This is an interesting time of year because you’re really in transition from summer to fall. Just the other day, somebody at the market was asking if things were winding down for the season and I looked at him like he was out of his mind “There’s still 1400 tomato plants with tons of green tomatoes…don’t you dare mention winding down!” For him, it was a fairly cool morning and the leaves had started to rustle a bit with autumn in the air; for me, I still in the trenches battling weeds and harvesting like mad. It shows how the perspectives of two people can really diverge when talking about the same thing. Still, even I feel things slow down a bit. July truly is the nightmare month, and it is about this time in August when I “let it ride” for the rest of the season. What I mean isn’t that I stop working, but I let go of the idea of tending the garden with the same intensity necessary earlier to keep up on the weeds and bugs and such. Just the shortened days alone cause growth to slow down. A weed which germinates this week probably won’t even go to seed before the frost, so why worry. And this is really helpful to us, because it may be a surprise to know that the real challenge about farming isn’t the physical work, but the psychological stress. A season really is a wild ride that you just have to keep on all the way to October. It’s filled with too many tasks to list and too many risks to think about and the stress of that can really grate on a person as the season wears on. That’s why I too celebrate hitting this time of year. Although there are many more things to do, we do start to slow down with the days.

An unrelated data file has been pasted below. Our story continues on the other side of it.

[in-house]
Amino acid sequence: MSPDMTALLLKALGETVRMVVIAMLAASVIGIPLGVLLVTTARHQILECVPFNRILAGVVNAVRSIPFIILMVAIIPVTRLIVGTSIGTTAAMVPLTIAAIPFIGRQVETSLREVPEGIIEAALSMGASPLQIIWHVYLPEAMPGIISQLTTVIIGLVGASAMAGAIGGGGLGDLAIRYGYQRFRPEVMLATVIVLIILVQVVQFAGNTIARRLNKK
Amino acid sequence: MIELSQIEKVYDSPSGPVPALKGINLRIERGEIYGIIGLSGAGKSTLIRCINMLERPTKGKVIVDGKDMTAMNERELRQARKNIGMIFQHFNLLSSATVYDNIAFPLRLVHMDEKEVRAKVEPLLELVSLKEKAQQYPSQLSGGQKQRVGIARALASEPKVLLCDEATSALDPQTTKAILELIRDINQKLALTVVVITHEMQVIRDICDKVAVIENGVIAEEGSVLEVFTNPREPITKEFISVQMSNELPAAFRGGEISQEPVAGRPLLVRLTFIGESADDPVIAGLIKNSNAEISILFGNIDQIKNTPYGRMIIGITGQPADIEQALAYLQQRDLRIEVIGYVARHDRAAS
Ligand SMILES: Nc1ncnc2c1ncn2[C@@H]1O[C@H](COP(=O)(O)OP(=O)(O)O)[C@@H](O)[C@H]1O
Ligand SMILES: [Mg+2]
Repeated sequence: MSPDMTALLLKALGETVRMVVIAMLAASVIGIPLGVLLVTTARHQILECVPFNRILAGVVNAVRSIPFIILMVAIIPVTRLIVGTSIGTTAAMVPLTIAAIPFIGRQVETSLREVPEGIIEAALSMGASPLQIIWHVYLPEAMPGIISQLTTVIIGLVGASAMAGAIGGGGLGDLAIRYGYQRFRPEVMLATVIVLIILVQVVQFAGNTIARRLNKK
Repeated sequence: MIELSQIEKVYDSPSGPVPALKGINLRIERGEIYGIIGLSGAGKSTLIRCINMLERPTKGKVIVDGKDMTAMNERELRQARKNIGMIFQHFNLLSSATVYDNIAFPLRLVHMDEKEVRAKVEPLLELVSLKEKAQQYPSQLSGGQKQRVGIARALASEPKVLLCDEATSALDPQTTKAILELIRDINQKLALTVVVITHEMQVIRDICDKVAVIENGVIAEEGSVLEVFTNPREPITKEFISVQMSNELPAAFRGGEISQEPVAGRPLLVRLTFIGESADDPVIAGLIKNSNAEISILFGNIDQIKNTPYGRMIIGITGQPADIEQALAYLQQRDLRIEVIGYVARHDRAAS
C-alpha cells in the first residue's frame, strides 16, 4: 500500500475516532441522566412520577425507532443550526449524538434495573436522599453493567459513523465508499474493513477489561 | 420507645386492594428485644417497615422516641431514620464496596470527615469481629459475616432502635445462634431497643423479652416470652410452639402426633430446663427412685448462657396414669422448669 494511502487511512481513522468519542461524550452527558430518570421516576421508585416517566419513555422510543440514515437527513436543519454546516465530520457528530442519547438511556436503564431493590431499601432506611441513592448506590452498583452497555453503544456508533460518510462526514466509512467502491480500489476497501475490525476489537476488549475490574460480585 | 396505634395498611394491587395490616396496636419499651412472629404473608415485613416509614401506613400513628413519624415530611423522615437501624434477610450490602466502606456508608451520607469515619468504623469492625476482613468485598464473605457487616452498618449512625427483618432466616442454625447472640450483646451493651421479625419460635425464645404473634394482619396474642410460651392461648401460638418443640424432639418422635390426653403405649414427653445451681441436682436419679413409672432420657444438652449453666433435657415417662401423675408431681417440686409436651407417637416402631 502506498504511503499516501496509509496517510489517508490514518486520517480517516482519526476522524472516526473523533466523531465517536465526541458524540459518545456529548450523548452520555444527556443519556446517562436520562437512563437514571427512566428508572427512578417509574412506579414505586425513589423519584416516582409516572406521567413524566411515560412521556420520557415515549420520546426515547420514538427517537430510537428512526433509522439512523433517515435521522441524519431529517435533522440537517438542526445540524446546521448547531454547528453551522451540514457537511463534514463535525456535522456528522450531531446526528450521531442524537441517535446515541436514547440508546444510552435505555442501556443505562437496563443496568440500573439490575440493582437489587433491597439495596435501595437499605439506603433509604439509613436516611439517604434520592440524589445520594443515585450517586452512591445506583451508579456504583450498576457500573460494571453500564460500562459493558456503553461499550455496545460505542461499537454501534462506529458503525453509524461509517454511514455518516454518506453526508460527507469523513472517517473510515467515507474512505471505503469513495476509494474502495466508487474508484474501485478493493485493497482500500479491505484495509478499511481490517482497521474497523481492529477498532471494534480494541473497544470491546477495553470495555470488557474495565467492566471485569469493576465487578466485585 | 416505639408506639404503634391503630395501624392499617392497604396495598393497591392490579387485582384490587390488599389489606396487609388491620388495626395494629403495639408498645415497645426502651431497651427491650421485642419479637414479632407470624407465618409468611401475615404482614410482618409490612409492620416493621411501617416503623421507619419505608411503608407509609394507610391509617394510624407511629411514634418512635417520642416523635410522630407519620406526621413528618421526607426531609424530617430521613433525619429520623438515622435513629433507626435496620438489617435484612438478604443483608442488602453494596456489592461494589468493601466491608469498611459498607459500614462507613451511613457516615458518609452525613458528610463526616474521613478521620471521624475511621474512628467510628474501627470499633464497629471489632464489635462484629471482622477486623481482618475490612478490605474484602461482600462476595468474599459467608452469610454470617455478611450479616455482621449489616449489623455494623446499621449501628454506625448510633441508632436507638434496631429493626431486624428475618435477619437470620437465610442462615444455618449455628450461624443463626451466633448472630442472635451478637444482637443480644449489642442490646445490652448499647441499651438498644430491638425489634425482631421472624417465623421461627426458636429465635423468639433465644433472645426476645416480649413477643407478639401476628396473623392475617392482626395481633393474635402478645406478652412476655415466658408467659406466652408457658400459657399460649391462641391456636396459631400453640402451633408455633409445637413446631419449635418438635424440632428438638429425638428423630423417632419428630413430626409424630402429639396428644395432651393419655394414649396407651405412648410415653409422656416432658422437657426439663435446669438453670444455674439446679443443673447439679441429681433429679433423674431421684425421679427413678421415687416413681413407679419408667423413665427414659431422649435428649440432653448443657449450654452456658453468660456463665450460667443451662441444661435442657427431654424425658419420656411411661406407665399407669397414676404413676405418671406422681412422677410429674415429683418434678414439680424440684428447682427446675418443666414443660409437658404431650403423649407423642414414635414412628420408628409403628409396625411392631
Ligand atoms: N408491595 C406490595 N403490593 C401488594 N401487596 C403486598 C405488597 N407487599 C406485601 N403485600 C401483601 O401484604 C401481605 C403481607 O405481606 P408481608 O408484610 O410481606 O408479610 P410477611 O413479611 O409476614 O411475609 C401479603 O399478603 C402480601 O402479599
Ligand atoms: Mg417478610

Thursday, August 21, 2008

Farm Stand Almost Done

I’m feeling pretty good about where things are at this week after last week’s aggravations. Seems like our electric fence is keeping out raccoons and those high-season crops are actually ripening (thanks to 85+ degree heat). It’s tough when you keep slogging through all that work and the plants don’t holding up their end of the bargain; I’ve cultivated, weeded, and trellised tomatoes, but the tomato plants are just giving me green fruit.

One project we’ve made significant progress on is the farm stand which we plan on setting up later this year at the end of our driveway. My father-in-law is a carpenter and he helped me do the framing this past weekend. Our concept is to make it an honest-to-goodness farm stand which makes for a good customer experience. Sometimes people just set up a card table with a couple of coolers or a Menards-built utility shed and try to pawn that off as a farm stand; it just doesn’t do it for me. What we’re building is a 10x6-foot lean-to structure made of recycled barn wood…something that really looks like a farm stand. I keep picturing it spilling over with fall crops this September, so much produce that extra bushel baskets overflow onto the grass…nice sight, eh?. It’s one of those projects you dream up without any sense that you’d ever get to it, but I’m excited it’s actually becoming reality!

The garden work is also in a good place or going according to schedule. We’ve just planted the last seeds for the year like salad mix and radishes. This should give them enough time to get into the boxes by the end of the season as long as we get some germination in this heat. Last night we set the kids up in the van to play (they really like playing in cars) while Mar and I pulled all the garlic out of the ground til nightfall—it’s always a good feeling to be heading to the house at dusk after finishing a job. Also we almost have all the mulch down in between the tomatoes, eggplant, and peppers.

It feels good to be mostly “on schedule” at this point because we’ll be hitting the high harvest period as the tomatoes, peppers, corn, and such come in. We end up in a blurry non-stop picking routine from now until mid-September, which makes it tough to get to anything else. Still, other big project await, like pulling all the onions to cure and putting tilling ground for this fall’s cover crops.